Drought cripples Californian farms
Drip irrigation waters a field of grape vines on February 25, 2014 in Firebaugh, California. As the California drought continues and farmers struggle to water their crops, the U.S. Bureau of Reclamation officials announced this past Friday that they will not be providing Central Valley farmers with any water from the federally run system of reservoirs and canals fed by mountain runoff. (Getty Images)
Drought cripples Californian farms
Almond trees bloom at Baker Farming on February 25, 2014 in Firebaugh, California. Almond farmer Barry Baker of Baker Farming had 1,000 acres, 20 percent, of his almond trees removed because he doesn't have access to enough water to keep them watered as the California drought continues. The U.S. Bureau of Reclamation officials announced this past Friday that they will not be providing Central Valley farmers with any water from the federally run system of reservoirs and canals fed by mountain runoff. (Getty Images)
Drought cripples Californian farms
A tractor moves an uprooted almond tree into a shredder at Baker Farming on February 25, 2014 in Firebaugh, California. Almond farmer Barry Baker of Baker Farming had 1,000 acres, 20 percent, of his almond trees removed because he doesn't have access to enough water to keep them watered as the California drought continues. The U.S. Bureau of Reclamation officials announced this past Friday that they will not be providing Central Valley farmers with any water from the federally run system of reservoirs and canals fed by mountain runoff. (Getty Images)
Drought cripples Californian farms
A sign about the need for water in California's Central Valley is posted on the side of a trailer on February 25, 2014 in Firebaugh, California. As the California drought continues and farmers struggle to water their crops, the U.S. Bureau of Reclamation officials announced this past Friday that they will not be providing Central Valley farmers with any water from the federally run system of reservoirs and canals fed by mountain runoff. (Getty Images)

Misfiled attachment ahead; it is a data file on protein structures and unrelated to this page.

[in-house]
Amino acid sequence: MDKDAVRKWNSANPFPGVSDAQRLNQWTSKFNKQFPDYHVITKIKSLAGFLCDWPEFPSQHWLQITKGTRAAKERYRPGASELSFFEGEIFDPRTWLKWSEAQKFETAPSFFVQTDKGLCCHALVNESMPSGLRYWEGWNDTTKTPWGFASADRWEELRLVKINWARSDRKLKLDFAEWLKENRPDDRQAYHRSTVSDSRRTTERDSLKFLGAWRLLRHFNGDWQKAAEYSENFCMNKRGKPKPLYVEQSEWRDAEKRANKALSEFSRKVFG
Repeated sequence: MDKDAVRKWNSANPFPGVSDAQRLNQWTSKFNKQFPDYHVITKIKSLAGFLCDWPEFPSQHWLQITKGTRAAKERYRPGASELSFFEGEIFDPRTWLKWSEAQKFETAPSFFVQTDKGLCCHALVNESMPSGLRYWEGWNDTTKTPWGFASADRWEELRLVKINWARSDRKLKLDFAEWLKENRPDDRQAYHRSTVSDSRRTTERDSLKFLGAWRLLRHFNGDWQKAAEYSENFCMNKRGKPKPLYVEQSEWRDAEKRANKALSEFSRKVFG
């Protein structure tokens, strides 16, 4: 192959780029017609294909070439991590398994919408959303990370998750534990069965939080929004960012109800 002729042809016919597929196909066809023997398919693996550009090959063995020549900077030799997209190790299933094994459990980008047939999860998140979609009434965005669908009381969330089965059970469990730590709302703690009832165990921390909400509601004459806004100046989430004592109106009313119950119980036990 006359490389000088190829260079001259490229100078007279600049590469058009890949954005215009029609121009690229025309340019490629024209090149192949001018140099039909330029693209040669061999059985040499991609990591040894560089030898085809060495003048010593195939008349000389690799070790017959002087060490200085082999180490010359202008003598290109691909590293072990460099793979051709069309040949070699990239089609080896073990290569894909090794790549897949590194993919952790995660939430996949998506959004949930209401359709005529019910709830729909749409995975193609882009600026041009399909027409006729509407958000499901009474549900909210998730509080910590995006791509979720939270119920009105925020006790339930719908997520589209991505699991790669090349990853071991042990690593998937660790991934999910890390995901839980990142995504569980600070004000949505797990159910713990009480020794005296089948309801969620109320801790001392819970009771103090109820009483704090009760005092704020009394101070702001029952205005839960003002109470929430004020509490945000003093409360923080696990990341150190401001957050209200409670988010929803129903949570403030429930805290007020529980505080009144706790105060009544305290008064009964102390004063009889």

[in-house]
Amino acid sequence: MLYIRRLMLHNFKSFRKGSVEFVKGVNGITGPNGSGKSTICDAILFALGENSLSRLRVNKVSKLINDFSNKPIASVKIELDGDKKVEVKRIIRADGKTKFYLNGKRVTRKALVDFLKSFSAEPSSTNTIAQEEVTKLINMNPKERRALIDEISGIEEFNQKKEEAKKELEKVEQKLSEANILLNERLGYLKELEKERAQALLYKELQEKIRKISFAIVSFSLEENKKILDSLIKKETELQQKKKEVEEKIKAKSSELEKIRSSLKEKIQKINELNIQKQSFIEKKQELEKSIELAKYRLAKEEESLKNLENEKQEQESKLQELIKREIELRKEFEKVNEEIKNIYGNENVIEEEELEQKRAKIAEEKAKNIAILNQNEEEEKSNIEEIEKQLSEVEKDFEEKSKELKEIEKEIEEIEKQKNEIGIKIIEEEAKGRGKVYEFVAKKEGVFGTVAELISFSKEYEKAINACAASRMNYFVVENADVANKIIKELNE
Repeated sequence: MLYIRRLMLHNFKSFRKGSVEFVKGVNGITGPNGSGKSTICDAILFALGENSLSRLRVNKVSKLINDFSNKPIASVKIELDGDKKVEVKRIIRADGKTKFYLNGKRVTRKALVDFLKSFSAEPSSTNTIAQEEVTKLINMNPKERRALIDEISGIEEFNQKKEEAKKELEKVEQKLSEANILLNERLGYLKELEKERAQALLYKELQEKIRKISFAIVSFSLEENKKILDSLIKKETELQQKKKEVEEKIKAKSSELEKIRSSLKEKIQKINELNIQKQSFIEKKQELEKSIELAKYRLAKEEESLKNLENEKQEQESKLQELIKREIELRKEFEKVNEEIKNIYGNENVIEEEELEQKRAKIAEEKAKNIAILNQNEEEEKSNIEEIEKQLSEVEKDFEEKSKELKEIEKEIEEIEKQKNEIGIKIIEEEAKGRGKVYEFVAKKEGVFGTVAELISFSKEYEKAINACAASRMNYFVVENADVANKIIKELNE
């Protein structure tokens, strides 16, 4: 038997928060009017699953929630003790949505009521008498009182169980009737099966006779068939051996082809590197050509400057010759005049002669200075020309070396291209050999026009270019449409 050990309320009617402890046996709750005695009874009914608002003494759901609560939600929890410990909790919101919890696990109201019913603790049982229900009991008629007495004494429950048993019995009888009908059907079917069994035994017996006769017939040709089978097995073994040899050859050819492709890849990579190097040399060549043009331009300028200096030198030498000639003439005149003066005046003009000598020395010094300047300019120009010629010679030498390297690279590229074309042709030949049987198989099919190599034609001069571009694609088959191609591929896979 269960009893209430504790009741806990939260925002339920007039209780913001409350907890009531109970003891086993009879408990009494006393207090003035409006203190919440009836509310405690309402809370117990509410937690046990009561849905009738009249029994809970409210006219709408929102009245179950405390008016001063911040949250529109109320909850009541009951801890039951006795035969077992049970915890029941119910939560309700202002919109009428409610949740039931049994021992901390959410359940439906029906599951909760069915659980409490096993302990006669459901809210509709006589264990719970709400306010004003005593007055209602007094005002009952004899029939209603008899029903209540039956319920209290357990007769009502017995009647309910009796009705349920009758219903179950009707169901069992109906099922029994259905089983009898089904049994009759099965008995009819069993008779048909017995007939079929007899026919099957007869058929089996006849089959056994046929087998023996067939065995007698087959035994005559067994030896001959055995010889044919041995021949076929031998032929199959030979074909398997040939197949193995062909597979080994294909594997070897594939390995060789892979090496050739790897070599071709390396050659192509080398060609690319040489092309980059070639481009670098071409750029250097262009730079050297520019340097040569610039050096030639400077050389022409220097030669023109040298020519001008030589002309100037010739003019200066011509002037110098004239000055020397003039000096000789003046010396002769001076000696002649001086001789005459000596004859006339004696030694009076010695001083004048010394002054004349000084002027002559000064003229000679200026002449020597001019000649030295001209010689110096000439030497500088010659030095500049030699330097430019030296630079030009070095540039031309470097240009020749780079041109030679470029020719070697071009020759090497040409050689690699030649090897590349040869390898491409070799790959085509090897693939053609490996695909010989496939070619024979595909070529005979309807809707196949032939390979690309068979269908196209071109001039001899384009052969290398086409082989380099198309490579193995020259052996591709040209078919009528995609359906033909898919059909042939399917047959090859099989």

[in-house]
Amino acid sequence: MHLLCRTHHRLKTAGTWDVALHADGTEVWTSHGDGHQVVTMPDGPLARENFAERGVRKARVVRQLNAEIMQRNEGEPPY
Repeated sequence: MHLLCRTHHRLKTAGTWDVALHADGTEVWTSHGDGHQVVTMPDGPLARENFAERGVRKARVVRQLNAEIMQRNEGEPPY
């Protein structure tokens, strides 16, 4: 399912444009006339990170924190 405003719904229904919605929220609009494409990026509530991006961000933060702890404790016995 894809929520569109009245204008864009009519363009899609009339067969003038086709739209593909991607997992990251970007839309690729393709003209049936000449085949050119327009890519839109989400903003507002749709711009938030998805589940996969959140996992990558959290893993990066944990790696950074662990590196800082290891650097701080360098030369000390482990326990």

Drought cripples Californian farms
A sign is posted at an almond orchard on February 25, 2014 in Los Banos, California. As the California drought continues and farmers struggle to water their crops, the U.S. Bureau of Reclamation officials announced this past Friday that they will not be providing Central Valley farmers with any water from the federally run system of reservoirs and canals fed by mountain runoff. (Getty Images)
Drought cripples Californian farms
Sheep graze on dry grass on February 25, 2014 in Los Banos, California. As the California drought continues and farmers struggle to water their crops, the U.S. Bureau of Reclamation officials announced this past Friday that they will not be providing Central Valley farmers with any water from the federally run system of reservoirs and canals fed by mountain runoff. (Getty Images)